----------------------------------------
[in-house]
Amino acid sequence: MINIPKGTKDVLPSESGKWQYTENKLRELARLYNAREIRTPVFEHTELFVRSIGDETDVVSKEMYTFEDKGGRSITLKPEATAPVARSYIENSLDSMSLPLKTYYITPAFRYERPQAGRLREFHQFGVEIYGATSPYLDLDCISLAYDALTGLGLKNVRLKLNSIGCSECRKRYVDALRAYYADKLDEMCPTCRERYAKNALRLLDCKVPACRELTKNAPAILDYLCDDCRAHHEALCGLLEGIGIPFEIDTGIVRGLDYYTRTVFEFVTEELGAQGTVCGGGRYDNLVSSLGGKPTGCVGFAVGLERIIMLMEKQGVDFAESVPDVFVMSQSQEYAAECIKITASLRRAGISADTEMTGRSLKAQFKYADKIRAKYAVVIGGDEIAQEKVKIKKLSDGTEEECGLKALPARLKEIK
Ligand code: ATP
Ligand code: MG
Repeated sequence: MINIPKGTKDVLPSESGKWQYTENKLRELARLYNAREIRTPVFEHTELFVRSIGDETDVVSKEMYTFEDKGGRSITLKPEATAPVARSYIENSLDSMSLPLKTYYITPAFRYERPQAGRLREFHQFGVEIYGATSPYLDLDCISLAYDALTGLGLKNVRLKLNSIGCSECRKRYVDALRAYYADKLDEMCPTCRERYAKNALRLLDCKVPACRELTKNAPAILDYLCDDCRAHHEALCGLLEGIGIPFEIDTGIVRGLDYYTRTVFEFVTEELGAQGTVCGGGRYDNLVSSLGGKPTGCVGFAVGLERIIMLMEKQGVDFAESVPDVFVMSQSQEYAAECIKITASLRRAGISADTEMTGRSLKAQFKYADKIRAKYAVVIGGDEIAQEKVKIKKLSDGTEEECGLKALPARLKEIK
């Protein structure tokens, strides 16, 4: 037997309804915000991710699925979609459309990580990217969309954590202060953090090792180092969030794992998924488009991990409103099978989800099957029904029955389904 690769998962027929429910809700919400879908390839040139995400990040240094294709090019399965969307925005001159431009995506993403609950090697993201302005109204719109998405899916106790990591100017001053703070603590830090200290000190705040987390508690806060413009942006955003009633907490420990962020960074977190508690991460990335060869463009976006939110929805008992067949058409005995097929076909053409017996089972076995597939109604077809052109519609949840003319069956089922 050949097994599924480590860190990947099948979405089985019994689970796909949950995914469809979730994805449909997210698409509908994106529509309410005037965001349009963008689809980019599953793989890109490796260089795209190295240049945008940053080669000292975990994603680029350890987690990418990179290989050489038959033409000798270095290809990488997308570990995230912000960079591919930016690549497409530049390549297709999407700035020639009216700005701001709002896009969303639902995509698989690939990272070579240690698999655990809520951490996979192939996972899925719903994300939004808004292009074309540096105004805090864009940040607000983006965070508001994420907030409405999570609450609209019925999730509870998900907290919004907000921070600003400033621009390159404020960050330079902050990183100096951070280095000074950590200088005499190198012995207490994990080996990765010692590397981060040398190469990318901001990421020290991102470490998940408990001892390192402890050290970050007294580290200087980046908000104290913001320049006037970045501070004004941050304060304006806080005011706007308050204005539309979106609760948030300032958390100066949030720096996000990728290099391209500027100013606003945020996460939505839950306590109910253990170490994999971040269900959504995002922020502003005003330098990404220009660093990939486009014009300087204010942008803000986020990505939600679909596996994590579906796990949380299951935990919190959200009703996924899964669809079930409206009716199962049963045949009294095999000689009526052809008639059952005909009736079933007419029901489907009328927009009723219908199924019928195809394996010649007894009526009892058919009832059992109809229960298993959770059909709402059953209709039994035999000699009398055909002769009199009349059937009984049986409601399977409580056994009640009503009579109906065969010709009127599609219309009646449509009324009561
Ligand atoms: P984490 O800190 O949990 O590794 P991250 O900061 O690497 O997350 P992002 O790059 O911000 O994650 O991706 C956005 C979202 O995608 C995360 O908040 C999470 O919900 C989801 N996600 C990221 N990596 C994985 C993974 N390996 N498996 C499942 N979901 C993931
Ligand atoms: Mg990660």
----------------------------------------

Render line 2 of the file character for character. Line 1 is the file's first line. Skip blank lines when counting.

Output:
Amino acid sequence: MINIPKGTKDVLPSESGKWQYTENKLRELARLYNAREIRTPVFEHTELFVRSIGDETDVVSKEMYTFEDKGGRSITLKPEATAPVARSYIENSLDSMSLPLKTYYITPAFRYERPQAGRLREFHQFGVEIYGATSPYLDLDCISLAYDALTGLGLKNVRLKLNSIGCSECRKRYVDALRAYYADKLDEMCPTCRERYAKNALRLLDCKVPACRELTKNAPAILDYLCDDCRAHHEALCGLLEGIGIPFEIDTGIVRGLDYYTRTVFEFVTEELGAQGTVCGGGRYDNLVSSLGGKPTGCVGFAVGLERIIMLMEKQGVDFAESVPDVFVMSQSQEYAAECIKITASLRRAGISADTEMTGRSLKAQFKYADKIRAKYAVVIGGDEIAQEKVKIKKLSDGTEEECGLKALPARLKEIK